So why did God allow me to see the attack that morning? His answer was in the question: it was to help me see. See what? I got to see me.  In a perfect display of human imperfection, I saw my own strong sense of self-preservation, but also my tendency to keep distance and judge from afar. I could have done more that day, but I didn't.  I relied on the promise of James 5:16 that says the "prayer of a righteous man is powerful and effective." I didn't want to get physically involved or put myself at risk, so I prayed.  Don't get me wrong, I believe prayer is the most powerful weapon we have in our spiritual arsenal, and that's a big part of why God led me there that day.  I didn't know what to do so I prayed, but I beat myself up for weeks over not doing more until my friend Dawn reminded me that I did the most important thing.  Sure I could have called the police, but who did I call on instead? I called on the Alpha and Omega, the First and Last, the Beginning and the End (Revelation 22:13). As my eyes connected with the situation, I immediately went into prayer and He heard. (Jeremiah 29:12).  For all I know none of the other people in the vicinity were praying over that man's life and that is why I was there. As my friend rebuked my feelings of guilt - I knew my prayers were more than enough. Here's what else I saw that day though during those brief few minutes.  I saw a woman running over to the fight, presumably to intervene and break it up.  Perhaps she knew the people, perhaps she didn't, but in that moment she went into the trenches.  She decided to go and she went. She got involved.  Like the good Samaritan who stopped to help (Luke 10:25-37), she didn't just walk away or drive past.  She wasn't so obsessed with her own life that she was unwilling to lay it down for the life of another (John 15:13).  She chose to help. I don't doubt my contribution as well to the situation that day.  I know the Lord heard my prayers (Psalm 66:19) and moved according to His will, but I also know that His purposes involved allowing me to see me and where I am on this journey.  Like many others, I can easily find myself also keeping my distance and judging from afar.  Since much of this entry has been about choices, let's each make the good decision to help a little more because whether we see ourselves or not, God sees us all. Have the courage to ask Him for eyes that see, not only others, but also yourself.  Especially yourself, and don't presume that you know yourself so well that God can't show you more.  Before you decide you see someone clearly from the poor life choices they made, make sure you see yourself clearly.  And then go!

Matthew 25:31-46
31 “When the Son of Man comes in His glory, and all the holy angels with Him, then He will sit on the throne of His glory. 32 All the nations will be gathered before Him, and He will separate them one from another, as a shepherd divides his sheep from the goats. 33 And He will set the sheep on His right hand, but the goats on the left. 34 Then the King will say to those on His right hand, ‘Come, you blessed of My Father, inherit the kingdom prepared for you from the foundation of the world: 35 for I was hungry and you gave Me food; I was thirsty and you gave Me drink; I was a stranger and you took Me in; 36 I was naked and you clothed Me; I was sick and you visited Me; I was in prison and you came to Me.’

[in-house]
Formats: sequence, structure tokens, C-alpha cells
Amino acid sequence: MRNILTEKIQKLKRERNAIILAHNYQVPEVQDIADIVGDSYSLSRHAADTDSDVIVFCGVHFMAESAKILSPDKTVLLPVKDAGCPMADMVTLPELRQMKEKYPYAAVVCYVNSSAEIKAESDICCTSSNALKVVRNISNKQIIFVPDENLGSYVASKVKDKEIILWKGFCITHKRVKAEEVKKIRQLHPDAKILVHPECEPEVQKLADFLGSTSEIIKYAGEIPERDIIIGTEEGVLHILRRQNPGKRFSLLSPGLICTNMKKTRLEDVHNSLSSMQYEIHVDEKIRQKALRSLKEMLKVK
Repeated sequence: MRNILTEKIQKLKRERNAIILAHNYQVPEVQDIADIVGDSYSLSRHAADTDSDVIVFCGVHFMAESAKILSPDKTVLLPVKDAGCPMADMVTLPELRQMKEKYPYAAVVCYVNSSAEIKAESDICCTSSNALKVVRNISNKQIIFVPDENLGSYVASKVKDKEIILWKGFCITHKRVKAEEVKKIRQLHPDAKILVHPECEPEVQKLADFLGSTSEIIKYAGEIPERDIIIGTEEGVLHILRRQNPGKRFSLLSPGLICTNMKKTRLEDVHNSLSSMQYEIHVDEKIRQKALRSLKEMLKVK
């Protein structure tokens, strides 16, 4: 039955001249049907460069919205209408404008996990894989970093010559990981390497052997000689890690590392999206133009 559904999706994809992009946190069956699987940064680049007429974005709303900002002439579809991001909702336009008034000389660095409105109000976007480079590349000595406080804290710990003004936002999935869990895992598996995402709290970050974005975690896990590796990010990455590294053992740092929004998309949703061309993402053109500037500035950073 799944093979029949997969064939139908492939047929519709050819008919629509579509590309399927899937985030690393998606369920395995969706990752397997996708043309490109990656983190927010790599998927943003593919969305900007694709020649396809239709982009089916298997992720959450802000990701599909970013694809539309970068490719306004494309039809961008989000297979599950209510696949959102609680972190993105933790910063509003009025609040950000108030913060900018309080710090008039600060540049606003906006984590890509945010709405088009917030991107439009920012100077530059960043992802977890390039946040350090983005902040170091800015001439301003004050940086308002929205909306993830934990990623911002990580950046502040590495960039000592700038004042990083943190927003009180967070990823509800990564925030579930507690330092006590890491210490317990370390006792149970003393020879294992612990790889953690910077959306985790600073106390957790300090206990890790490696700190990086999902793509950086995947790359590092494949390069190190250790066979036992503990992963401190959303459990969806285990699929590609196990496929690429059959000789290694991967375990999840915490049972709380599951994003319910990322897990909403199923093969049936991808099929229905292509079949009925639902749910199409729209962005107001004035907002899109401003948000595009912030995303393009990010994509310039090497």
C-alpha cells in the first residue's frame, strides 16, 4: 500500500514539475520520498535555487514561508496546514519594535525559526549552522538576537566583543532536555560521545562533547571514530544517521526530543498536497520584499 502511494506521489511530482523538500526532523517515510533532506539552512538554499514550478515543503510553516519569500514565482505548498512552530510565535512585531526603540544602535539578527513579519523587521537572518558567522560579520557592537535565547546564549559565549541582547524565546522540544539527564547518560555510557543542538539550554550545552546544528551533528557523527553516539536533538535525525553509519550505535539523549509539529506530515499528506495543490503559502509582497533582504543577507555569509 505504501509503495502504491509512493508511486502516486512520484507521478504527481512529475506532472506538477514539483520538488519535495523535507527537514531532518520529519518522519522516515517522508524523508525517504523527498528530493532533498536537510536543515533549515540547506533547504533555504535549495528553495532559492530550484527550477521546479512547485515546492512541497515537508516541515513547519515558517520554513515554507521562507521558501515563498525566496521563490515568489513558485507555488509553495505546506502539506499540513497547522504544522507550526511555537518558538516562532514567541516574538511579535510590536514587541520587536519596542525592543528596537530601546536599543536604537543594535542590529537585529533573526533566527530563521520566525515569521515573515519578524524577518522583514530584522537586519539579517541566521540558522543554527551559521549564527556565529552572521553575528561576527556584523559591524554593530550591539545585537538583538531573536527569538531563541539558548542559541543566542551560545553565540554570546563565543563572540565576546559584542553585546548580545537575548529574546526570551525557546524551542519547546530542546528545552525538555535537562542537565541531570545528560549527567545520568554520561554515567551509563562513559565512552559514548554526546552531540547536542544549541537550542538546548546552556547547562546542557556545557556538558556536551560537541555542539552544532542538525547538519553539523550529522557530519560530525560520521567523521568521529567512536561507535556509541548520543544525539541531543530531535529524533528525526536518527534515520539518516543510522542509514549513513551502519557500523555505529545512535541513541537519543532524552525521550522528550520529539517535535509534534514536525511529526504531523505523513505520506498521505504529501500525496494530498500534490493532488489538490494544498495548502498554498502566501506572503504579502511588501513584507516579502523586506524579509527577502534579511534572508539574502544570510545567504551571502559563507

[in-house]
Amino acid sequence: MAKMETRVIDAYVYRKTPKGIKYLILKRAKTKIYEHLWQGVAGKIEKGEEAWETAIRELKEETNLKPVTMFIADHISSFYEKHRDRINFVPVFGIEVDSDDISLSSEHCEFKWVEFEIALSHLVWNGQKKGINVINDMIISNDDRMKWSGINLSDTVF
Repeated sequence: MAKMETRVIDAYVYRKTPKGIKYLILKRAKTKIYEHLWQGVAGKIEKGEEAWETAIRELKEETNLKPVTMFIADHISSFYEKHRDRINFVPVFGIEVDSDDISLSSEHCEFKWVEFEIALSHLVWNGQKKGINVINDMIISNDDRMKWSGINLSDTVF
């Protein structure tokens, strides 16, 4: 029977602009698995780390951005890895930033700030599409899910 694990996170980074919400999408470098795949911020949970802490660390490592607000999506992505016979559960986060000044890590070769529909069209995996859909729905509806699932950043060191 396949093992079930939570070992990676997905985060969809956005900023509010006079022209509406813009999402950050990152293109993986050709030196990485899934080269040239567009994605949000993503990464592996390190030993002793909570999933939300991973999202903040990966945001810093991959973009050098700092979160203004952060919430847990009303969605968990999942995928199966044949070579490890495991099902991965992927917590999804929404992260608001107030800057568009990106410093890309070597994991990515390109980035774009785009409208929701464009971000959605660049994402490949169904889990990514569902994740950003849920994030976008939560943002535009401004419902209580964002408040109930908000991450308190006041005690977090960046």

37 “Then the righteous will answer Him, saying, ‘Lord, when did we see You hungry and feed You, or thirsty and give You drink? 38 When did we see You a stranger and take You in, or naked and clothe You? 39 Or when did we see You sick, or in prison, and come to You?’ 40 And the King will answer and say to them, ‘Assuredly, I say to you, inasmuch as you did it to one of the least of these My brethren, you did it to Me.’
41 “Then He will also say to those on the left hand, ‘Depart from Me, you cursed, into the everlasting fire prepared for the devil and his angels: 42 for I was hungry and you gave Me no food; I was thirsty and you gave Me no drink; 43 I was a stranger and you did not take Me in, naked and you did not clothe Me, sick and in prison and you did not visit Me.’
44 “Then they also will answer Him, saying, ‘Lord, when did we see You hungry or thirsty or a stranger or naked or sick or in prison, and did not minister to You?’ 45 Then He will answer them, saying, ‘Assuredly, I say to you, inasmuch as you did not do it to one of the least of these, you did not do it to Me.’ 46 And these will go away into everlasting punishment, but the righteous into eternal life.”